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Aids Combo Actually Works, Research Shows

Tue., Feb. 25, 1997

A federal study released Monday shows that with triple-combination drug therapy, the death and illness rates in HIV-positive people drop by half, offering the clearest evidence yet of the profoundly positive impact of the new treatments.

Before the study sponsored by the National Institute of Allergy and Infectious Diseases was released, physicians assumed that the triple-drug combinations were working to treat HIV infection based only on laboratory findings, such as the amount of virus in a patient’s blood.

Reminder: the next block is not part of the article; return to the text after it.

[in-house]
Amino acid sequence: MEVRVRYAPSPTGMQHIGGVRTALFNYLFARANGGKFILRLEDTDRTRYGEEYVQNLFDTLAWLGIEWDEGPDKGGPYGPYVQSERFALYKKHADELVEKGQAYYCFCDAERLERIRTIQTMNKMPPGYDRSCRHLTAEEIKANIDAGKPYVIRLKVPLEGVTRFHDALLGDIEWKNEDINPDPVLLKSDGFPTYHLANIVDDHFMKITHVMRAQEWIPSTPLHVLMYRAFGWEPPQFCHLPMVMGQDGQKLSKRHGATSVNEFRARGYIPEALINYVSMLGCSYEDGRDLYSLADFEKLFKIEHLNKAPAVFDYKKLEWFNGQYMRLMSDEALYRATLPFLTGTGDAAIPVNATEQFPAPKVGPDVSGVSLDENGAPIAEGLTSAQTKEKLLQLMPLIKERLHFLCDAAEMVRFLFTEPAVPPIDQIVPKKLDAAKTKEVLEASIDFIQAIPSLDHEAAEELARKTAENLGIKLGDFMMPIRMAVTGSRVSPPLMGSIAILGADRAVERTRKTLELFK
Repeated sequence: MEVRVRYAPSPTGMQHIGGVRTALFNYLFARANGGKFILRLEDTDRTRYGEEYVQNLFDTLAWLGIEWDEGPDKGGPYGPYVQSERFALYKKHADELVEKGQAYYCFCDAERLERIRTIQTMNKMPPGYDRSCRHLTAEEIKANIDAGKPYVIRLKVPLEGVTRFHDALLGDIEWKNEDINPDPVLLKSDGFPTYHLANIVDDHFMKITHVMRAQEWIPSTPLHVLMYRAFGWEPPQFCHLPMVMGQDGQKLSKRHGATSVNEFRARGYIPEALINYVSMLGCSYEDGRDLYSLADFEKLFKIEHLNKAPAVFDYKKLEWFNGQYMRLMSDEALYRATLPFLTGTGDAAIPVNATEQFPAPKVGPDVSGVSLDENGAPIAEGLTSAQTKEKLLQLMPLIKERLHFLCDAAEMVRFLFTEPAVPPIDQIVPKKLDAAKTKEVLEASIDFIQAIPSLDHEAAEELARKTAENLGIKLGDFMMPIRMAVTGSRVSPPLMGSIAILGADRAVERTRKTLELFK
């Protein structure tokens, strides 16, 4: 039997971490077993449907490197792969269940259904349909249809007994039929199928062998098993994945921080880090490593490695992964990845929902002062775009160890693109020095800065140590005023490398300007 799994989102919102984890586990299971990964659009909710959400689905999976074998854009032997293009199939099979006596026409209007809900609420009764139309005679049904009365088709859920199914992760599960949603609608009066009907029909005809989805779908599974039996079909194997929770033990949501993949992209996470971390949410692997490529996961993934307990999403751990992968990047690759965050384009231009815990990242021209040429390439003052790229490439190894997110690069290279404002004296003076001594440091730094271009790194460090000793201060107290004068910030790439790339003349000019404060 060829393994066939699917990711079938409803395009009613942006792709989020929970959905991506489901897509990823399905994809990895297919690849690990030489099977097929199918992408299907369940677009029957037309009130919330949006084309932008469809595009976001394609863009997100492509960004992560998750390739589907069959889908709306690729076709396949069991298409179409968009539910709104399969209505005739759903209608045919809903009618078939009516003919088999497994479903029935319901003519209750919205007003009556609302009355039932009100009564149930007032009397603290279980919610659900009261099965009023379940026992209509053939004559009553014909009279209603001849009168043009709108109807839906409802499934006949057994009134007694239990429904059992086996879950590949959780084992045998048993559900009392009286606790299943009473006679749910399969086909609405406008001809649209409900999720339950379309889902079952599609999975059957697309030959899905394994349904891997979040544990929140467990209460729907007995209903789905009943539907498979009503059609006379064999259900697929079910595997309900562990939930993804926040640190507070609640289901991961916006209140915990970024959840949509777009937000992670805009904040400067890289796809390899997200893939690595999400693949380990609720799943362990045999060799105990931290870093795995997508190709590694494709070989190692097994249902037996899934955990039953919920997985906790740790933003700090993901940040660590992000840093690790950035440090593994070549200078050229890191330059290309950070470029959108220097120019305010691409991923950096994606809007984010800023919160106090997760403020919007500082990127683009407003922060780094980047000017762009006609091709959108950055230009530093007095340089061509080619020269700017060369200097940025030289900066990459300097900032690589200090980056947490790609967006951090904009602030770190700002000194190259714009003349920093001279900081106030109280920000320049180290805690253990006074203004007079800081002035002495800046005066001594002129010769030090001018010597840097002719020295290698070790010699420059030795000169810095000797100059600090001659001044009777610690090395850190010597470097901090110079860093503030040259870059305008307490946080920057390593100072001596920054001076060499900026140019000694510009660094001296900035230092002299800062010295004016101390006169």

This is the first large study to show these therapies work where it counts: reducing the numbers of deaths and AIDS-associated illnesses.

The NIAID study involved 1,156 AIDS patients from all over the United States who took either a two-drug combination of AZT and 3TC or a three-drug combination that added the protease inhibitor indinavir, manufactured by Merck.


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